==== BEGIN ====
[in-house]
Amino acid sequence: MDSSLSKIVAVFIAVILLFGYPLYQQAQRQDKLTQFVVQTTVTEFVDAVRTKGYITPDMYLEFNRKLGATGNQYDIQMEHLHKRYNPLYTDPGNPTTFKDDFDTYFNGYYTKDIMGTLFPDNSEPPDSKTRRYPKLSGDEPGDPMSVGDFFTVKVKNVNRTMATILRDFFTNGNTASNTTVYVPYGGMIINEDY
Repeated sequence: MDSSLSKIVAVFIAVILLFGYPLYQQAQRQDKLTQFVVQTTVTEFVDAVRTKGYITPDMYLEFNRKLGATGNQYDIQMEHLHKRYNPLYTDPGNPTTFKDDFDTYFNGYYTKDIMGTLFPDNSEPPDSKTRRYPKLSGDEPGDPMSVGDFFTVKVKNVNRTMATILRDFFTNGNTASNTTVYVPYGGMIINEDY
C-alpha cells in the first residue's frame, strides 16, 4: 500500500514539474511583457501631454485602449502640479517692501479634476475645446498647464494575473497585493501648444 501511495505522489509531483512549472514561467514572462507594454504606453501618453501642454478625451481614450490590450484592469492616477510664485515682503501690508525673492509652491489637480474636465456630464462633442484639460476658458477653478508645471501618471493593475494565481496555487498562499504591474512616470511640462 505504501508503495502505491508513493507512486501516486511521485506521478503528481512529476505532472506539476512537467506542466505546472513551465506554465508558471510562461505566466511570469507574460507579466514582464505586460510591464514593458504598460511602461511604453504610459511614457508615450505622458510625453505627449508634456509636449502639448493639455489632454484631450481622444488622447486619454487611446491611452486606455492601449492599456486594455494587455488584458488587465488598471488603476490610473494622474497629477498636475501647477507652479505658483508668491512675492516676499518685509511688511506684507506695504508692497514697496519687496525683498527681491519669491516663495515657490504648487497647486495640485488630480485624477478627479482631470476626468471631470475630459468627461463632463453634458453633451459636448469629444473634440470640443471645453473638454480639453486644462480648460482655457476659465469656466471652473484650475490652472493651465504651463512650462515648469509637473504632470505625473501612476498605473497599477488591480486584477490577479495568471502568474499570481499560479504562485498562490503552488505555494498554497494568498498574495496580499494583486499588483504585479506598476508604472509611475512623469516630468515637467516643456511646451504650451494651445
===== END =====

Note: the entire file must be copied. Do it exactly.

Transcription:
[in-house]
Amino acid sequence: MDSSLSKIVAVFIAVILLFGYPLYQQAQRQDKLTQFVVQTTVTEFVDAVRTKGYITPDMYLEFNRKLGATGNQYDIQMEHLHKRYNPLYTDPGNPTTFKDDFDTYFNGYYTKDIMGTLFPDNSEPPDSKTRRYPKLSGDEPGDPMSVGDFFTVKVKNVNRTMATILRDFFTNGNTASNTTVYVPYGGMIINEDY
Repeated sequence: MDSSLSKIVAVFIAVILLFGYPLYQQAQRQDKLTQFVVQTTVTEFVDAVRTKGYITPDMYLEFNRKLGATGNQYDIQMEHLHKRYNPLYTDPGNPTTFKDDFDTYFNGYYTKDIMGTLFPDNSEPPDSKTRRYPKLSGDEPGDPMSVGDFFTVKVKNVNRTMATILRDFFTNGNTASNTTVYVPYGGMIINEDY
C-alpha cells in the first residue's frame, strides 16, 4: 500500500514539474511583457501631454485602449502640479517692501479634476475645446498647464494575473497585493501648444 501511495505522489509531483512549472514561467514572462507594454504606453501618453501642454478625451481614450490590450484592469492616477510664485515682503501690508525673492509652491489637480474636465456630464462633442484639460476658458477653478508645471501618471493593475494565481496555487498562499504591474512616470511640462 505504501508503495502505491508513493507512486501516486511521485506521478503528481512529476505532472506539476512537467506542466505546472513551465506554465508558471510562461505566466511570469507574460507579466514582464505586460510591464514593458504598460511602461511604453504610459511614457508615450505622458510625453505627449508634456509636449502639448493639455489632454484631450481622444488622447486619454487611446491611452486606455492601449492599456486594455494587455488584458488587465488598471488603476490610473494622474497629477498636475501647477507652479505658483508668491512675492516676499518685509511688511506684507506695504508692497514697496519687496525683498527681491519669491516663495515657490504648487497647486495640485488630480485624477478627479482631470476626468471631470475630459468627461463632463453634458453633451459636448469629444473634440470640443471645453473638454480639453486644462480648460482655457476659465469656466471652473484650475490652472493651465504651463512650462515648469509637473504632470505625473501612476498605473497599477488591480486584477490577479495568471502568474499570481499560479504562485498562490503552488505555494498554497494568498498574495496580499494583486499588483504585479506598476508604472509611475512623469516630468515637467516643456511646451504650451494651445